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States must end disputes peacefully at UN’s highest court

United Nations Secretary General Ban Ki-Moon delivers a speech during a conference of the United Nations High Commissioner for Refugees aimed at securing concrete pledges from world nations to resettle Syrian refugees, on March 30, 2016 at the UN Offices in Geneva. The refugee crisis caused by Syria's war requires an "exponential" rise in global solidarity, UN chief Ban Ki-moon said on March 30, 2016, as he opened a conference on securing resettlement places for those displaced. / AFP / FABRICE COFFRINI

United Nations Secretary General Ban Ki-Moon delivers a speech during a conference of the United Nations High Commissioner for Refugees aimed at securing concrete pledges from world nations to resettle Syrian refugees, on March 30, 2016 at the UN Offices in Geneva.<br />The refugee crisis caused by Syria’s war requires an “exponential” rise in global solidarity, UN chief Ban Ki-moon said on March 30, 2016, as he opened a conference on securing resettlement places for those displaced. / AFP / FABRICE COFFRINI

UN chief Ban Ki-Moon said Wednesday states should seek a peaceful end to disputes at the International Court of Justice, as the UN’s highest tribunal marked 70 years of global decision-making.

“It is essential that all states reaffirm their commitment under the (UN) Charter to resolve disputes by peaceful means,” Ban said in an address in The Hague.

He was speaking at a special sitting of the court in the imposing Peace Palace, which houses the ICJ, that was also attended by Dutch King Willem-Alexander and other high-ranking dignitaries.

“If the path of peace is chosen, if states entrust the judges of this august institution to determine their differences, stability is fostered and the broader international community benefits,” said Ban, who is in the Netherlands for a number of international justice events.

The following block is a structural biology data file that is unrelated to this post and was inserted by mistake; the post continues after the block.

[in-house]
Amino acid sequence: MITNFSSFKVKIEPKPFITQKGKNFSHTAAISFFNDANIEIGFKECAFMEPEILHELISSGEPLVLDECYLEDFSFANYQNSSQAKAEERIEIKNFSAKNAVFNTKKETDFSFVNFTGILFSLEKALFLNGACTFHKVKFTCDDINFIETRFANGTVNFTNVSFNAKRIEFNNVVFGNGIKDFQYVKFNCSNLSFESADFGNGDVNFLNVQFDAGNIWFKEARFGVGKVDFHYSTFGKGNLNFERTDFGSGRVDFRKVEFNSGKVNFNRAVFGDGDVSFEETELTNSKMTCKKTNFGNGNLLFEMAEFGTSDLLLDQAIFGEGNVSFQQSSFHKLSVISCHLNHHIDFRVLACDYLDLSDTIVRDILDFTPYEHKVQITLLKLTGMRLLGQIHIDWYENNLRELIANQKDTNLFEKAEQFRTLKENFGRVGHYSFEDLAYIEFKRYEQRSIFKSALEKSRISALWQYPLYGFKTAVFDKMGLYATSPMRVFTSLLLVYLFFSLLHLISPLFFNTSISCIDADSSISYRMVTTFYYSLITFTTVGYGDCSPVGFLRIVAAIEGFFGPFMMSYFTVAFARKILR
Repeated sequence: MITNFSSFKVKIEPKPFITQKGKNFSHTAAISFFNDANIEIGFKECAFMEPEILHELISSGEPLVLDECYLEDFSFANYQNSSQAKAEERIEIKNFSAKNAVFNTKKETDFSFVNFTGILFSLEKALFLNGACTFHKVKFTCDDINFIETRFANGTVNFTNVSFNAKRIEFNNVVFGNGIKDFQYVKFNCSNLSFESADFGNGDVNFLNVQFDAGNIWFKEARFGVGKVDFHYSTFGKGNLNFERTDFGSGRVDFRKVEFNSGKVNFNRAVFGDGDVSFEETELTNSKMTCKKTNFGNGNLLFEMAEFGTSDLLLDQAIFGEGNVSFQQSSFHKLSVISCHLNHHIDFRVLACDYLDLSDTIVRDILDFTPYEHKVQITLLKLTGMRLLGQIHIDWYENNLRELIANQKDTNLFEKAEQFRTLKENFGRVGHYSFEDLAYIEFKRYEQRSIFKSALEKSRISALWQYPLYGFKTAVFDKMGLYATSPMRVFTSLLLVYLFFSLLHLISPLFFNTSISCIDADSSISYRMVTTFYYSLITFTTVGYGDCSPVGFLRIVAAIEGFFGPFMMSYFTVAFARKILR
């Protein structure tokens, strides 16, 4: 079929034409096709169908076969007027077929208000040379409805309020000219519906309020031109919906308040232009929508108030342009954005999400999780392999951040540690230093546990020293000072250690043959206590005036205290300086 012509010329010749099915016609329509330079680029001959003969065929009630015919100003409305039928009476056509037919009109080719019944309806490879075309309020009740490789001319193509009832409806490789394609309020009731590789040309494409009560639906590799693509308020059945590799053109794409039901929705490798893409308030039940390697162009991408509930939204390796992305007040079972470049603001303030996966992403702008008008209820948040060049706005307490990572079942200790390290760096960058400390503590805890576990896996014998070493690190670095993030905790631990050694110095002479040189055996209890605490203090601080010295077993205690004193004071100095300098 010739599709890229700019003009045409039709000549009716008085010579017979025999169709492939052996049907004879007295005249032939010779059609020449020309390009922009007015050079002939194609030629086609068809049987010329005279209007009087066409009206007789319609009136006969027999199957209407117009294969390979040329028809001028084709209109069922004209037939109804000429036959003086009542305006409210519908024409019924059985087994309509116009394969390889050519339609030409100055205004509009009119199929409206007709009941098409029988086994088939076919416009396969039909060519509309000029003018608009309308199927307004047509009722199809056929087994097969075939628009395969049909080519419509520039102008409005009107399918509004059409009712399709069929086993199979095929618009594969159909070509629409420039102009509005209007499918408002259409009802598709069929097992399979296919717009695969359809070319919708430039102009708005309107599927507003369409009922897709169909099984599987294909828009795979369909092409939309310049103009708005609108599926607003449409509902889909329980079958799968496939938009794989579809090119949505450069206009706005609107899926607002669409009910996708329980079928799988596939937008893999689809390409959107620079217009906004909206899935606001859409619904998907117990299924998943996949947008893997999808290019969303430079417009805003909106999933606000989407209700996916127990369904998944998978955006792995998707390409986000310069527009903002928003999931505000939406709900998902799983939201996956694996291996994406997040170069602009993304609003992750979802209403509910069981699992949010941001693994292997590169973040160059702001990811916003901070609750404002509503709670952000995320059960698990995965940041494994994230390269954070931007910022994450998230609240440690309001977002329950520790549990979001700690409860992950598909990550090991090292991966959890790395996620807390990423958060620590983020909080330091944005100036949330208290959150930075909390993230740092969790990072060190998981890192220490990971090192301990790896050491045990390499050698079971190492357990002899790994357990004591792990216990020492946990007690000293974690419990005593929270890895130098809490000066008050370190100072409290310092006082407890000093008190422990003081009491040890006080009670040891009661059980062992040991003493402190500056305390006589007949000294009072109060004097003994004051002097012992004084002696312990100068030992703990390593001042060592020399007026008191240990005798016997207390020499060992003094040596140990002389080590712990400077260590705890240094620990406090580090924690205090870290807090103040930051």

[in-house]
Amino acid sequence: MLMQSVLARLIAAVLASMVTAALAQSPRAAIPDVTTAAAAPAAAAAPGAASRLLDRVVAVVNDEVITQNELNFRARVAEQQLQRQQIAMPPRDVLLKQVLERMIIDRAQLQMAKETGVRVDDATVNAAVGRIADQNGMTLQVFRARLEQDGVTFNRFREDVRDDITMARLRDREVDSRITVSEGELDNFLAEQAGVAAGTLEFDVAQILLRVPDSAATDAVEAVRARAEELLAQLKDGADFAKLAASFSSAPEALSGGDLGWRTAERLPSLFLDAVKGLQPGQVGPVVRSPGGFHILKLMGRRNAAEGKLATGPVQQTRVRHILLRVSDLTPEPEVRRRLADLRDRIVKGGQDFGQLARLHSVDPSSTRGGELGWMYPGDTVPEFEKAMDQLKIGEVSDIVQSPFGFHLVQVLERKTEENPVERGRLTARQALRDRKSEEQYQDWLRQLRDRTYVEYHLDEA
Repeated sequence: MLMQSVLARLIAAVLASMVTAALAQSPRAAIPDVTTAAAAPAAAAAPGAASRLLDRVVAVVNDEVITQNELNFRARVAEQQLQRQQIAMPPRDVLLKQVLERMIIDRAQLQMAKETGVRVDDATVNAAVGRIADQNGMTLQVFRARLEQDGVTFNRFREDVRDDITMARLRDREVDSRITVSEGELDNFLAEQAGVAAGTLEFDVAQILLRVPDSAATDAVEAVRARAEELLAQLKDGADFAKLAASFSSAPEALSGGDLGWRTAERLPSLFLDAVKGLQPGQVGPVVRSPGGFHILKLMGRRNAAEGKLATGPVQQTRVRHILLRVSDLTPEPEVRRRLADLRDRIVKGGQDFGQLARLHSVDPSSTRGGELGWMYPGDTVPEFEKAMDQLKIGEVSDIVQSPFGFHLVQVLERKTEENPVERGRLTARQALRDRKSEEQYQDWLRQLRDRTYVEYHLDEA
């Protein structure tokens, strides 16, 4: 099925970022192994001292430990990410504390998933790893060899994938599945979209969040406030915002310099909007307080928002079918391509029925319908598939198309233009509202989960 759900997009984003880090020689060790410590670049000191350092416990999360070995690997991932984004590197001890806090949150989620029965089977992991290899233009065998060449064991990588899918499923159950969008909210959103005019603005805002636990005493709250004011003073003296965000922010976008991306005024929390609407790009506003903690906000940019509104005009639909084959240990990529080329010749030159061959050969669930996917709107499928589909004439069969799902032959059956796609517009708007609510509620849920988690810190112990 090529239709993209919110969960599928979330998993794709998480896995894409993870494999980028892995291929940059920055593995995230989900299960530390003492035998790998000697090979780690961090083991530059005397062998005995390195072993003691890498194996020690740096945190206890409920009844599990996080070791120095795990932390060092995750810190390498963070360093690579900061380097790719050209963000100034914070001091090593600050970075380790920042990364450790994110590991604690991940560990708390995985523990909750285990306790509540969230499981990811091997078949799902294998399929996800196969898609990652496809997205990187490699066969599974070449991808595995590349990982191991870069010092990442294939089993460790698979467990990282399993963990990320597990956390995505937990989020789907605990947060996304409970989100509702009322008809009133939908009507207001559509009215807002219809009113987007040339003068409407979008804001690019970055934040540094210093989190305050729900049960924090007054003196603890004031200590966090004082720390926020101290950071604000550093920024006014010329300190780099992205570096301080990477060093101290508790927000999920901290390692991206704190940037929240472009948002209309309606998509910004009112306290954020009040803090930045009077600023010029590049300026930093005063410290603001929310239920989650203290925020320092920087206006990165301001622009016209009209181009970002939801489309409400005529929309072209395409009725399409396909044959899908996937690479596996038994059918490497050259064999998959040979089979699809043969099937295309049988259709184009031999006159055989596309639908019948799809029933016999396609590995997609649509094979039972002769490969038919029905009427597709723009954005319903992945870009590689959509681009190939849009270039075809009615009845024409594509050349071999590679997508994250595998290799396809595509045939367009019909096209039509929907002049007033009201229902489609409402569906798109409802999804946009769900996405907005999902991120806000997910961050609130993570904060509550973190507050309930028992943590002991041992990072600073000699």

Set up in 1946 after World War II, the ICJ’s 15-judge bench, elected for a nine-year term, is seen as having the final word in rows between states and an impartial arbiter when quarrels erupt between neighbours.

Many of the 200 or so decisions handed down by the ICJ have been born out of bilateral tensions which the tribunal has helped resolve, including bitter border disputes, nuclear testing and even whale hunting in the Antarctic.

But observers say the global referee’s reach remains limited because it cannot intervene in disputes unless both the countries involved agree or have recognised the court’s jurisdiction in some manner.

So far only 72 states around the globe have recognised the ICJ’s “compulsory jurisdiction” which means a state can sue any other state, as long as both have accepted the court’s authority as binding.

In his address, Ban urged countries that have not yet accepted the court’s jurisdiction “to do so”.

“The importance of resolving disputes peacefully and in accordance with international law has never been more urgent,” said Ban.

“Conflict is the most efficient method of derailing development known to humankind,” he said.

Ban on Tuesday opened the new building of the International Criminal Court which is also located in the Dutch legislative city, where he made an impassioned plea for nations everywhere to end impunity for the world’s worst crimes.



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